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This chapter is from the book

This chapter is from the book

2.8 Mitigation Strategies

Because errors in string manipulation have long been recognized as a leading source of buffer overflows in C and C++, a number of mitigation strategies have been devised. These include mitigation strategies design to prevent buffer overflows from occurring and strategies that are designed to detect buffer overflows and securely recover without allowing the failure to be exploited.

Rather than completely relying on a given mitigation strategy, it is often advantageous to follow a defense-in-depth strategy of combining multiple strategies. A common approach is to consistently apply a secure approach to implementing strings (a prevention strategy), and back it up with one or more run-time detection and recovery schemes.


Prevention strategies can be further categorized as static or dynamic based on how they allocate space.

Statically allocated buffers assume a fixed size, meaning that once the buffer has been filled it is impossible to add data. Examples include the standard C strncpy() and strncat() and OpenBSD's strlcpy() and strlcat(). Because the static approach discards excess data, there is always a chance that actual program data will be lost. Consequently, the resulting string must be fully validated [Wheeler 04].

Dynamically allocated buffers dynamically resize as additional memory is required. Dynamic approaches scale better and do not discard excess data. The major disadvantage is that if inputs are not limited, they can exhaust memory on a machine and consequently be used in denial-of-service attacks.

Input Validation. Buffer overflows are often the result of unbounded string or memory copies. Buffer overflows can be prevented by ensuring that input data does not exceed the size of the smallest buffer in which it is stored. Figure 2–29 shows an example of a simple function that performs input validation.

Any data that arrives at a program interface across a security boundary requires validation. Examples of such data include argv, environment, sockets, pipes, files, signals, shared memory, and devices.

1. int myfunc(const char *arg) { 
2. char buff[100]; 
3. if (strlen(arg) >= sizeof(buff)) { 
4.  abort(); 
5. } 
6. } 

Figure 2–29. Input validation

Input validation works for all classes of buffer exploits but requires that a developer correctly identify and validate all of the external inputs that might result in buffer overflows. Because this process is error prone, it is usually prudent to combine this avoidance strategy with others (for example, replacing suspect functions).

fgets() and gets_s(). If there was ever a hard and fast rule in secure programming in C and C++ it is this: Never use gets(). The gets() function has been used extensively in the examples of vulnerable programs in this chapter. The gets() function reads a line from standard input into a buffer until a terminating newline or EOF is found. No check for buffer overrun is performed. The following quote is from the man page for the function:

Never use gets(). Because it is impossible to tell without knowing the data in advance how many characters gets() will read, and because gets() will continue to store characters past the end of the buffer, it is extremely dangerous to use. It has been used to break computer security.

There are two alternative functions that can be used: fgets() and gets_s(). Figure 2–30 shows how all three functions are used.

The fgets() function is defined in C99 and has similar behavior to gets(). The fgets() function accepts two additional arguments: the number of characters to read and an input stream. By specifying stdin as the stream, fgets() can be used to simulate the behavior of gets(), as shown in lines 6–10 of Figure 2–30. Unlike gets(), the fgets() function retains the newline character, meaning that the function cannot be used as a direct replacement for gets().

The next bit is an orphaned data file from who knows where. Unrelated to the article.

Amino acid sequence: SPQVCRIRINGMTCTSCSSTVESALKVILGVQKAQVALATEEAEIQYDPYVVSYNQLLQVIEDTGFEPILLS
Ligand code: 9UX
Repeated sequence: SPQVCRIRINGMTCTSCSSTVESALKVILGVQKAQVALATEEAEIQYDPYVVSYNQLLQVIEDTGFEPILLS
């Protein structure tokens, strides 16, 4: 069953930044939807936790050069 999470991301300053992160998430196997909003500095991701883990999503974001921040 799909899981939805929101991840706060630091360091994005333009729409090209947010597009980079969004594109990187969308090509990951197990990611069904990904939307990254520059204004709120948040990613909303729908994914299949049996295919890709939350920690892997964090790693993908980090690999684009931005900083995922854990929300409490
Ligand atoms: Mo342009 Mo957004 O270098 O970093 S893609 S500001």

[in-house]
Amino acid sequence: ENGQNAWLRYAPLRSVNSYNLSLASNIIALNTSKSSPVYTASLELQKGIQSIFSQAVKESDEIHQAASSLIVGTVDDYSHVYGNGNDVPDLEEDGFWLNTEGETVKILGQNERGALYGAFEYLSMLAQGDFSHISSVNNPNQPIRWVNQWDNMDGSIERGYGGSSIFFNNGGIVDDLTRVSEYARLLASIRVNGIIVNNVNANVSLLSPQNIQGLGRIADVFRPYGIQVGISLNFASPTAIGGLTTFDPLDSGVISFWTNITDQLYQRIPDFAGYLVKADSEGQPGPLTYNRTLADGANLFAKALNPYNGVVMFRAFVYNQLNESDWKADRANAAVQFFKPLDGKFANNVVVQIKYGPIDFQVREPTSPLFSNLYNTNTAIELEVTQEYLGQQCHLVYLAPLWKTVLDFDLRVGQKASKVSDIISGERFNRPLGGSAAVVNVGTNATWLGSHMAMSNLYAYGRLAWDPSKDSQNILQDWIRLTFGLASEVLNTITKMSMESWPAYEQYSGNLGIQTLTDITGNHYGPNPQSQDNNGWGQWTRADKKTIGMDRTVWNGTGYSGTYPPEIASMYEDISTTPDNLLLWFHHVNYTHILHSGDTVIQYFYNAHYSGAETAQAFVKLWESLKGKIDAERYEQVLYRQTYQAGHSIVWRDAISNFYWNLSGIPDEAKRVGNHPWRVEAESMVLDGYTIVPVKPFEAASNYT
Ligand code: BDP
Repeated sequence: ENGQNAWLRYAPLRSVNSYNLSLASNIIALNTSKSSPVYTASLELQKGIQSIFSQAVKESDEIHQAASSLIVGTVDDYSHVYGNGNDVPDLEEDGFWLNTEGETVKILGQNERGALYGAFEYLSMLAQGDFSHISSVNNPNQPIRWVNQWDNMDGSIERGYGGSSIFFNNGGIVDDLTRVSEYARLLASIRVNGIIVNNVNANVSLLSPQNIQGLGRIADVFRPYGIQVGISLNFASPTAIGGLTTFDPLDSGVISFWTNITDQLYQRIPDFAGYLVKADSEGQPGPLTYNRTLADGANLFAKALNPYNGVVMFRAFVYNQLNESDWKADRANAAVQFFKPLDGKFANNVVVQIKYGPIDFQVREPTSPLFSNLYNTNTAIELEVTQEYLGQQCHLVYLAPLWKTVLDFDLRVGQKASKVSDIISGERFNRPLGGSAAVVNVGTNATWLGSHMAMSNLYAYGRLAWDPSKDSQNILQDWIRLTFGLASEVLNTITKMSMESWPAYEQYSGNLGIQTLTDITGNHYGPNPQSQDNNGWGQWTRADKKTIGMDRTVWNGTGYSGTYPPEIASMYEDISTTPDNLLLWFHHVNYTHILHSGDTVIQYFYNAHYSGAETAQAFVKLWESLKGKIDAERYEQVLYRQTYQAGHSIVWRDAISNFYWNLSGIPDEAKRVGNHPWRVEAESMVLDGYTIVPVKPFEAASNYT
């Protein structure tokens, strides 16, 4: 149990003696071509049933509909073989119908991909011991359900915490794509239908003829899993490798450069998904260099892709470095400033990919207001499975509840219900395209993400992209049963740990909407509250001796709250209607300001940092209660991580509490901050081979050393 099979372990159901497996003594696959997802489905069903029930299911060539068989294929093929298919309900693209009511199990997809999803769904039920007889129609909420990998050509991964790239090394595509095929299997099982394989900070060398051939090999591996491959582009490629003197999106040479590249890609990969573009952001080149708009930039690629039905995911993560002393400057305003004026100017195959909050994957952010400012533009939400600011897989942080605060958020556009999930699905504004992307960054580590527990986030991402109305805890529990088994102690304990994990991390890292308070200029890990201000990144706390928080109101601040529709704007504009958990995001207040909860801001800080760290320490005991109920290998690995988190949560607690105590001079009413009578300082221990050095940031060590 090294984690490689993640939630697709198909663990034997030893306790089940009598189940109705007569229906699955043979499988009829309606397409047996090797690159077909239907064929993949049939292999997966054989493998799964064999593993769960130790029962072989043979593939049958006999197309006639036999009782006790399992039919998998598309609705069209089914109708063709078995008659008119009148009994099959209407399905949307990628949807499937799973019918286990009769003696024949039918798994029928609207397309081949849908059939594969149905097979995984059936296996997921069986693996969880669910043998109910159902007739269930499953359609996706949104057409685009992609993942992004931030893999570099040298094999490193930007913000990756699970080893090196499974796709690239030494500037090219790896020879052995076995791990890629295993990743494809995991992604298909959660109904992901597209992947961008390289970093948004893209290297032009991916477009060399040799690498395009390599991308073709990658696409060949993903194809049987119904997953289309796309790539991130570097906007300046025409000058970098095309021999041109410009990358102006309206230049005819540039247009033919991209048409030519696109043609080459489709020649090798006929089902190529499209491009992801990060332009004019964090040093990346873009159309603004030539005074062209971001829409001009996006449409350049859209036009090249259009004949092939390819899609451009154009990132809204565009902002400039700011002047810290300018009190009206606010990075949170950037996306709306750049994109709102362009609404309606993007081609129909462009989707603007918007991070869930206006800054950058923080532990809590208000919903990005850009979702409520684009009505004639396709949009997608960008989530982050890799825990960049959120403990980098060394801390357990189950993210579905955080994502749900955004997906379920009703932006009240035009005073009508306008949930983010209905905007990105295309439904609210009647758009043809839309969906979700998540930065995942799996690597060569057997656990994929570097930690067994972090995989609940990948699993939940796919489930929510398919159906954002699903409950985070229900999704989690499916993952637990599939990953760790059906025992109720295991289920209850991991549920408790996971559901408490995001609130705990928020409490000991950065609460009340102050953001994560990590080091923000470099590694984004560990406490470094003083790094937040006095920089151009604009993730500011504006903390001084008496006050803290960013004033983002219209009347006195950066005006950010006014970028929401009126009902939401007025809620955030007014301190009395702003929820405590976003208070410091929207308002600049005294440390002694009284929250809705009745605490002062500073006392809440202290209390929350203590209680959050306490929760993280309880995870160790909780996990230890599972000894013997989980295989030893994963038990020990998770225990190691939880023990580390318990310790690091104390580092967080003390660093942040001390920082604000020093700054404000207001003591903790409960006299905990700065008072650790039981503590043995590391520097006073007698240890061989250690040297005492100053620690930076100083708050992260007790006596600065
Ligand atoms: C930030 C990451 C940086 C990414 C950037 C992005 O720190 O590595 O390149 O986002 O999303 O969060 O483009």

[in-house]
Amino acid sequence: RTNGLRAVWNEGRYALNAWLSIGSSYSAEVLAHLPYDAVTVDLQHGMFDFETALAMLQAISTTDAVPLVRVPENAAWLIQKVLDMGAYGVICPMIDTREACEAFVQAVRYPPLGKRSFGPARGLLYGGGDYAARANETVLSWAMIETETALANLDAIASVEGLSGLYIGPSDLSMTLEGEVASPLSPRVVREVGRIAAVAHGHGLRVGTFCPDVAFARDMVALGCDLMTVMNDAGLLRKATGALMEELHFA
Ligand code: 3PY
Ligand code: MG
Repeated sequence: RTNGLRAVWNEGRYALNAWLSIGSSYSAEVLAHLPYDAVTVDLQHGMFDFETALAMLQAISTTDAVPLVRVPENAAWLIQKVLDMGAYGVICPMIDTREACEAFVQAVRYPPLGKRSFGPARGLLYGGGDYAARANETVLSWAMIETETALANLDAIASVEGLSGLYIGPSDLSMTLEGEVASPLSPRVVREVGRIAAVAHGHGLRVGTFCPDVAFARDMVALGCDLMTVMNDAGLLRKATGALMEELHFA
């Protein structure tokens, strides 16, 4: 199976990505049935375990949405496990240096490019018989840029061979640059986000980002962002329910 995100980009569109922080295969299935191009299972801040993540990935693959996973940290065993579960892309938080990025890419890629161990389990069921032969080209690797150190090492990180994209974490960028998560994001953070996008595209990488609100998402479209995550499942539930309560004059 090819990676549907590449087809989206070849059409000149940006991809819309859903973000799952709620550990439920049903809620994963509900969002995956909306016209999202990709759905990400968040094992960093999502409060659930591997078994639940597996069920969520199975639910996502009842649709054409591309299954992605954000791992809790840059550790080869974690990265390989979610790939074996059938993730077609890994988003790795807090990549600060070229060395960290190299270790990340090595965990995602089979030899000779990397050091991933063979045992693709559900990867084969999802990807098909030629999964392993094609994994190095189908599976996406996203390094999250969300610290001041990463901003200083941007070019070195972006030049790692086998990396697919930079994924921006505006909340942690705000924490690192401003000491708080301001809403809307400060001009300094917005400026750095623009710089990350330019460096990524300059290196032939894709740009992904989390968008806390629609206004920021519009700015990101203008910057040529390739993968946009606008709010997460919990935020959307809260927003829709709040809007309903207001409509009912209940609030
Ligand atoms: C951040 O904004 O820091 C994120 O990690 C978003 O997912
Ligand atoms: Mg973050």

1. #define BUFFSIZE 8

 2. int _tmain(int argc, _TCHAR* argv[]){

 3. char buff[BUFFSIZE];

  // insecure use of gets()
 4. gets(buff);
 5. printf("gets: %s.\n", buff);

 6. if (fgets(buff, BUFFSIZE, stdin) == NULL) {
 7.  printf("read error.\n");
 8.  abort();
 9. } 
10. printf("fgets: %s.\n", buff); 

11. if (gets_s(buff, BUFFSIZE) == NULL) { 
12.  printf("invalid input.\n"); 
13.  abort(); 
14. } 
15. printf("gets_s: %s.\n", buff); 

16. return 0; 
17. }

Figure 2–30. Use of gets() versus fgets() versus gets_s()

When using fgets() it is possible to read a partial line. It is possible, however, to determine when the user input is truncated because the input buffer will not contain an newline character.

The fgets() function reads at most one less than the number of characters specified from the stream into an array. No additional characters are read after a newline character or after end-of-file. A null character is written immediately after the last character read into the array. The C99 standard does not define how fgets() behaves if the number of characters to read is specified as zero or if the pointer to the character array to be written to is a NULL.

The gets_s() function is defined by ISO/IEC TR 24731 [ISO/IEC 05] to provide a compatible version of gets() that was less prone to buffer overflow. This function is closer to a direct replacement for the gets() function than fgets() in that it only reads from the stream pointed to by stdin. The gets_s()function, however, accepts an additional argument of rsize_t that specifies the maximum number of characters to input. An error condition occurs, if this argument is equal to zero or greater than RSIZE_MAX9 or if the pointer to the destination character array is null. If an error condition occurs no input is performed and the character array is not modified. Otherwise, the function reads, at most, one less than the number of characters specified and a null character is written immediately after the last character read into the array. Lines 11–15 of Figure 2–30 show how gets_s() can be used in a program.